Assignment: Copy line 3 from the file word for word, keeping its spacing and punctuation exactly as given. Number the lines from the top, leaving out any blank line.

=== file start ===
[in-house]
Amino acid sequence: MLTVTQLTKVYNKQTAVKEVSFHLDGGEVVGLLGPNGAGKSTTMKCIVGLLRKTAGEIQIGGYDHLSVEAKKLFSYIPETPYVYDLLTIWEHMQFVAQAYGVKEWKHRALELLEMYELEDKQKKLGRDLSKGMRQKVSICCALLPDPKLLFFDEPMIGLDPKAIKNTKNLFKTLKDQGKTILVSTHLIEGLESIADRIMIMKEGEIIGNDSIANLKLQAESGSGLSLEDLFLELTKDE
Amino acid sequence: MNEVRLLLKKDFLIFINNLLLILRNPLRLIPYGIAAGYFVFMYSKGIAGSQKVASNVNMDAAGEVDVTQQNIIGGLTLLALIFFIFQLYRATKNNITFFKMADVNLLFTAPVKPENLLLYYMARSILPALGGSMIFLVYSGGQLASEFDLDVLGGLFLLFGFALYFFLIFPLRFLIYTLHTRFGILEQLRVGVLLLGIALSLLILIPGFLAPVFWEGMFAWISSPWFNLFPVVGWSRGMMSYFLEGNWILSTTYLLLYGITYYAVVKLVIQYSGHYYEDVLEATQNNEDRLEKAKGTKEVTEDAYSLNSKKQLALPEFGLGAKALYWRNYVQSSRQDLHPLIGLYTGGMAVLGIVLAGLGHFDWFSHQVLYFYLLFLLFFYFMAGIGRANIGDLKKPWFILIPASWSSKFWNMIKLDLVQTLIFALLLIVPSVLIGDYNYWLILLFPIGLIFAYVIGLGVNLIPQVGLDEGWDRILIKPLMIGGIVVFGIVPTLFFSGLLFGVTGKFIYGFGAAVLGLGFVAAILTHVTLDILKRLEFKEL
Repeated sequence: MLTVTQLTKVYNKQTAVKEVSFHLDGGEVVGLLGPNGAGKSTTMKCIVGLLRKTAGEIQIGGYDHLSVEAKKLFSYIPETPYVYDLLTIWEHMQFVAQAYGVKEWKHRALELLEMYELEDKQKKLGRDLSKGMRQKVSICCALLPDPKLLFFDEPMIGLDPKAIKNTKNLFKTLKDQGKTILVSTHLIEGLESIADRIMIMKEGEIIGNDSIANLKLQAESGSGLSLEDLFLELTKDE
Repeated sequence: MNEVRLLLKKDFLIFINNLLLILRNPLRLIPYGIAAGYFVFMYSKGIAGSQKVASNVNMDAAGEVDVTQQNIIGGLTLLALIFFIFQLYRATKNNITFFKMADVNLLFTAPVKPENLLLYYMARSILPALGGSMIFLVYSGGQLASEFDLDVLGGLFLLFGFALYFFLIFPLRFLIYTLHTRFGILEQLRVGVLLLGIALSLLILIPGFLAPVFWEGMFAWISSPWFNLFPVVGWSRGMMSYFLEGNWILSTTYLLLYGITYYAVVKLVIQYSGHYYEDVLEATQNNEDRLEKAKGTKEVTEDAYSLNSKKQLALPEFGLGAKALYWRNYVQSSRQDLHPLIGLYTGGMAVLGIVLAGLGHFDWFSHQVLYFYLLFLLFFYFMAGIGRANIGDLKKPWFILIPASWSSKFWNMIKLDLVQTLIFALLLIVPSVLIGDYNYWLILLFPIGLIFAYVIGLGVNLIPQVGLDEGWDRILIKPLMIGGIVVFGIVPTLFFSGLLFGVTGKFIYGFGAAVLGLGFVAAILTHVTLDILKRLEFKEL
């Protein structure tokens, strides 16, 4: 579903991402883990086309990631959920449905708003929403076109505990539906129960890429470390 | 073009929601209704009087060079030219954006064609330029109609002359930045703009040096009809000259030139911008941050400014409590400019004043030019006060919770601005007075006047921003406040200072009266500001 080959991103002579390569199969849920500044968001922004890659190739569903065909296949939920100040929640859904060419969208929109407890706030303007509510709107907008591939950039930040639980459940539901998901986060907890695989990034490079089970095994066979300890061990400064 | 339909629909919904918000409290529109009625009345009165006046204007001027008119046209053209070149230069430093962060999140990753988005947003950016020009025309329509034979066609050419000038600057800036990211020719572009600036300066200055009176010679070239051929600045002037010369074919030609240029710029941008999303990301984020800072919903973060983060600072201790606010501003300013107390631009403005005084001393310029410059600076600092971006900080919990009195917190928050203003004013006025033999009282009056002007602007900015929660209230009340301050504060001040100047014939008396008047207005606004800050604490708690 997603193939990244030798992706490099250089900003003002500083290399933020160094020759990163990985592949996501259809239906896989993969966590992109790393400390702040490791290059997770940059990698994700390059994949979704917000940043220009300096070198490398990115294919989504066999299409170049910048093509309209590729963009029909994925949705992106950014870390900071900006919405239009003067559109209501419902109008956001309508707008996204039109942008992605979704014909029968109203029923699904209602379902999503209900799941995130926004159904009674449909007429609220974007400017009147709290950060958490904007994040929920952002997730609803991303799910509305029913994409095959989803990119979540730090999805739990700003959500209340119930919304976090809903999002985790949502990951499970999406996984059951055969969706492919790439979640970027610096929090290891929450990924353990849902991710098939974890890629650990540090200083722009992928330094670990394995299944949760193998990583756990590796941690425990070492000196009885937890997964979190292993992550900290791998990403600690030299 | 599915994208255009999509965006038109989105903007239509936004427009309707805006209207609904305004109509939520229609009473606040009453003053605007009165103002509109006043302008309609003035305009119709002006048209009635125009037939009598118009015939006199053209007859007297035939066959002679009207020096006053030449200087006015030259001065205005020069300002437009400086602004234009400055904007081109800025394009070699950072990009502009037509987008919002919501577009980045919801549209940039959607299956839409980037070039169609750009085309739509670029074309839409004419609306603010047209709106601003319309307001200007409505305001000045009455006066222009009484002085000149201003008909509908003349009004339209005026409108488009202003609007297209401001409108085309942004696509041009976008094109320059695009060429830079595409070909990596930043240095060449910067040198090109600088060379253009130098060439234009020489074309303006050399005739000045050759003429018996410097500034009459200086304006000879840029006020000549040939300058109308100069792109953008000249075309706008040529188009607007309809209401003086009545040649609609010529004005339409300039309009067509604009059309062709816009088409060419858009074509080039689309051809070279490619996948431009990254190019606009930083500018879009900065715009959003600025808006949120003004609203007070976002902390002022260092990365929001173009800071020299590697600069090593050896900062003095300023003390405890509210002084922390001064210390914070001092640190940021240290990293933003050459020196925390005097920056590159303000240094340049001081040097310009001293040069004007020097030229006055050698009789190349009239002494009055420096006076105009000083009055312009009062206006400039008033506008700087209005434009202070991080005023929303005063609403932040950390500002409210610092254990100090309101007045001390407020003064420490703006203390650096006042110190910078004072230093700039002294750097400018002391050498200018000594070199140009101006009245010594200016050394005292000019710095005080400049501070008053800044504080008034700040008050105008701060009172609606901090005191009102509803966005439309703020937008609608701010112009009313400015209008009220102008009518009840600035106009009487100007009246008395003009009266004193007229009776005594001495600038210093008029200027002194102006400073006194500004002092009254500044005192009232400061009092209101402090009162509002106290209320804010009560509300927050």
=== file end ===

Amino acid sequence: MNEVRLLLKKDFLIFINNLLLILRNPLRLIPYGIAAGYFVFMYSKGIAGSQKVASNVNMDAAGEVDVTQQNIIGGLTLLALIFFIFQLYRATKNNITFFKMADVNLLFTAPVKPENLLLYYMARSILPALGGSMIFLVYSGGQLASEFDLDVLGGLFLLFGFALYFFLIFPLRFLIYTLHTRFGILEQLRVGVLLLGIALSLLILIPGFLAPVFWEGMFAWISSPWFNLFPVVGWSRGMMSYFLEGNWILSTTYLLLYGITYYAVVKLVIQYSGHYYEDVLEATQNNEDRLEKAKGTKEVTEDAYSLNSKKQLALPEFGLGAKALYWRNYVQSSRQDLHPLIGLYTGGMAVLGIVLAGLGHFDWFSHQVLYFYLLFLLFFYFMAGIGRANIGDLKKPWFILIPASWSSKFWNMIKLDLVQTLIFALLLIVPSVLIGDYNYWLILLFPIGLIFAYVIGLGVNLIPQVGLDEGWDRILIKPLMIGGIVVFGIVPTLFFSGLLFGVTGKFIYGFGAAVLGLGFVAAILTHVTLDILKRLEFKEL